"Unfortunately, some at the Justice Department are still fighting the First Step Act, despite the overwhelming Republican support for the bill in Congress and from President Trump."

"The First Step Act directed the Bureau of Prisons to fully implement the 54 day provision. Essentially, legislators were telling the bureaucrats at BOP that 54 days really means 54 days. Unfortunately, the Justice Department is now taking the position that it has seven months before it has to make those extra seven days available. Had BOP properly implemented the law, 4,000 families could've been reunited for Christmas."

"This is just another example of deep state bureaucrats ignoring Congress and the White House. That's got to stop," Safavian concluded. 

In a phone interview with Townhall, Jason Pye, Vice President of Legislative Affairs at FreedomWorks explained that Charles case gathered national attention and is "one out of 2600" that is eligible for a sentencing reduction under section 404, of the First Step Act. 

Pye, in the coming months, believes we will see numerous petitions filed for people sentenced under the previous crack cocaine mandatory minimum to have their sentences reduced. Pye affirmed that maybe 55 percent would achieve a reduced sentence and win the petition, citing a 2010 CRJ bill. 


Pye, who is exceptionally knowledgeable on criminal justice reform, continued by stating that the First Step Act reaffirms much of the work states have already done. We hope more states will consider changes that haven't already  and revisit sentencing laws if they haven't already, in response to the passage of the First Step Act. 

FreedomWorks, along with other advocacy groups, explained that there is still a long road ahead of them regarding the implementation of the First Step Act which will fall upon the new attorney general, which Pye is skeptical with his application the way Congress intended. He concluded by stating a second step act will be coming in the following months, and there is so much more to be done.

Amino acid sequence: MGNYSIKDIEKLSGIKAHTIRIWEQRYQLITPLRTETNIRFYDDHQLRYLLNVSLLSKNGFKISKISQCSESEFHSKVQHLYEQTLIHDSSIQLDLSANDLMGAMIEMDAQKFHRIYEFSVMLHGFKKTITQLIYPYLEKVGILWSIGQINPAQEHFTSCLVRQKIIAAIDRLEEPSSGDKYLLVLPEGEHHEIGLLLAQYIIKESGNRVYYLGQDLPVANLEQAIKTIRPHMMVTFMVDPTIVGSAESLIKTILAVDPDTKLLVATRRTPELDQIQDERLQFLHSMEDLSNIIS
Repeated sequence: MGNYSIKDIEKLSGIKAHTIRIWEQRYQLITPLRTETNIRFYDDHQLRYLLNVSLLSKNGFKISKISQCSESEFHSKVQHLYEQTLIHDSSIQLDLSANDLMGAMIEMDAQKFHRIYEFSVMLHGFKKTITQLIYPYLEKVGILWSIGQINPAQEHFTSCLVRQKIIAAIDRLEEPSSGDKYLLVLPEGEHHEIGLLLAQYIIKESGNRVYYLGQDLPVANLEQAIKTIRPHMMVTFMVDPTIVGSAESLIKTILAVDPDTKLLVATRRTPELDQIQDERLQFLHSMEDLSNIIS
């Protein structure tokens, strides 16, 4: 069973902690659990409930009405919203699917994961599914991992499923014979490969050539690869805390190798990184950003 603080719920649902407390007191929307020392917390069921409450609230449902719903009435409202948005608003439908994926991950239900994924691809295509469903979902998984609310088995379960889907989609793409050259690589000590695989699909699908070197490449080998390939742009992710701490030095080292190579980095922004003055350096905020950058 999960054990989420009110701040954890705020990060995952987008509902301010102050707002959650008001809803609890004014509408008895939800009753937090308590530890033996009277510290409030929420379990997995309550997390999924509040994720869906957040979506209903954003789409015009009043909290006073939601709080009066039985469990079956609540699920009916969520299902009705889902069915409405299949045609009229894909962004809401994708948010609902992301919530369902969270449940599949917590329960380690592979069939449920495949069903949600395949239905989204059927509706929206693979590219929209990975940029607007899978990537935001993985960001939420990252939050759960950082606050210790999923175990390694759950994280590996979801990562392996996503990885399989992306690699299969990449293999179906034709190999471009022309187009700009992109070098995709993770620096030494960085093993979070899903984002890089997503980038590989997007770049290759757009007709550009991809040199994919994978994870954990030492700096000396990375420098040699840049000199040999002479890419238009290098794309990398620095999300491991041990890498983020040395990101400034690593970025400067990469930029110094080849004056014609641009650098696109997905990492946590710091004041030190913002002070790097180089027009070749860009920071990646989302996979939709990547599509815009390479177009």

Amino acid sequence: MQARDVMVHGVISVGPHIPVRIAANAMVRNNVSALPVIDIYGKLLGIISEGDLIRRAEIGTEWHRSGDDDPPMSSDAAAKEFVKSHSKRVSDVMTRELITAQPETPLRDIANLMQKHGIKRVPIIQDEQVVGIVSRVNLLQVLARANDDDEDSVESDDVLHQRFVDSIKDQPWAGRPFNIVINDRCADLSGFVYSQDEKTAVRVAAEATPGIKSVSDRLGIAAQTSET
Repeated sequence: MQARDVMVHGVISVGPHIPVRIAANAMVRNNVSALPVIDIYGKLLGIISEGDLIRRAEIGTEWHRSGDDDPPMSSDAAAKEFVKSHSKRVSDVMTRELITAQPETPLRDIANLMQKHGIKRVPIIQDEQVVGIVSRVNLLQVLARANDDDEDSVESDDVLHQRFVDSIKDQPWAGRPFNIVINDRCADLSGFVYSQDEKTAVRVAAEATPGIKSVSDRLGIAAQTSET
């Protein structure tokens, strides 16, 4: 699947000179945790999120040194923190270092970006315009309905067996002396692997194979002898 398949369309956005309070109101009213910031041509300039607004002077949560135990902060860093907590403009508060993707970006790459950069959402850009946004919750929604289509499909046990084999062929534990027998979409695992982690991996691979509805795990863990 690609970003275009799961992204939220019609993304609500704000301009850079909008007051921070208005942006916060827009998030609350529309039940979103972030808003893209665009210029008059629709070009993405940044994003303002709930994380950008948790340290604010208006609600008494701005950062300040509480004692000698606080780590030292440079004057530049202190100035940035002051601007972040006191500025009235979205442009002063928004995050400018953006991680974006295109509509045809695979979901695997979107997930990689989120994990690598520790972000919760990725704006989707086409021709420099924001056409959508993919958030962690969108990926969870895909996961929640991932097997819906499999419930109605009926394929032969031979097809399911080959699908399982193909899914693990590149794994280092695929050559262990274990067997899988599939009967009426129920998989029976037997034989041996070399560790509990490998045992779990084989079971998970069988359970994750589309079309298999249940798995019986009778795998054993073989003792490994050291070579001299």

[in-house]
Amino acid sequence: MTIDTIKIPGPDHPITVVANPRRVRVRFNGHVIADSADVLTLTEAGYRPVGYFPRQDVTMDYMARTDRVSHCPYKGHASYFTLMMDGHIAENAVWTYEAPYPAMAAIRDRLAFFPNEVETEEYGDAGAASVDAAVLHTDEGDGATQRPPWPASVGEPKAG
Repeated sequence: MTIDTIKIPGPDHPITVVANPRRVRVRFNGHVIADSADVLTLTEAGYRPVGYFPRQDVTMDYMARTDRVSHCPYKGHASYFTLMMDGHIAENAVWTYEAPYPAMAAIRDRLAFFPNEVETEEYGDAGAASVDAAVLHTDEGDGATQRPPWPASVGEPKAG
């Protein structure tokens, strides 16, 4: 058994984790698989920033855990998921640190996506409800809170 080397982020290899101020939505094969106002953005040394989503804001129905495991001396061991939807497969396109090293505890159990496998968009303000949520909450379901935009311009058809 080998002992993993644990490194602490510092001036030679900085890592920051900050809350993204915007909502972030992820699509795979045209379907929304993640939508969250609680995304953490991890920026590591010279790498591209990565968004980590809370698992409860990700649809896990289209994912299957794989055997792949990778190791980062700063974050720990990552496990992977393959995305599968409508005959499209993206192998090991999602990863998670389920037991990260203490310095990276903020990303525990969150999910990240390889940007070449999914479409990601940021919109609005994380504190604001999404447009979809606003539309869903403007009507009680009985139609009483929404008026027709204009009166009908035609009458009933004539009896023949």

The First Step Act turned out to be an omnibus of criminal justice reform which we could see again according to Pye in the near future. 

Government Affairs Specialist in the area of Criminal Justice Policy at The R Street Institute, Jesse Kelley, told Townhall, "The First Step Act will support reentry programming, redress overly strict sentencing provisions and provide for much-needed reforms like compassionate release and dignity for incarcerated women."  

"It's likely that we'll also see more state-level reforms modeled after this bipartisan federal legislation. For example, states like Texas and New York are both discussing bills to increase dignity for incarcerated women this session."

"Seeing the First Step Act signed into law is a victory for criminal justice reform, but there is still work to be done in implementing all the provisions of the law and ensuring states take up the most beneficial provisions of the new law," Kelley explained.


David Barnes, the Policy Manager at Americans For Prosperity, spoke to Townhall and explained that, “Matthew Charles is exactly the type of person the First Step Act was designed to help and we look forward to the law helping others like him earn a second chance. But passing the First Step Act was just that: the first step. The next step is ensuring the law works, and that will require a strong implementation effort from the administration paired with congressional oversight.”

Holly Harris, Executive Director of The Justice Action Network shared similar thoughts to Townhall, "Matthew Charles exemplifies why the First Step Act had such overwhelming support on both sides of the aisle. His journey toward redemption and rehabilitation inspires people to believe in second chances; there was no moral, societal, judicial or fiscal reason he should have spent another day behind bars."

"Thanks to the unprecedented partnership between the White House and Democratic and Republican members of Congress, men and women like Matthew Charles can today live free as contributing members of American society," Harris concluded. 

Cut 50, a nonpartisan advocacy group that bills itself as a "bipartisan initiative to cut crime and incarcerated population in half," also has praised the release of Charles. One of the group's co-founders is CNN political commentator Van Jones. 


All advocacy group's spoke of their excitement for further steps and maybe even a "Second Step Act" to further the mission and goals criminal justice reform while saving lives and offering second chances.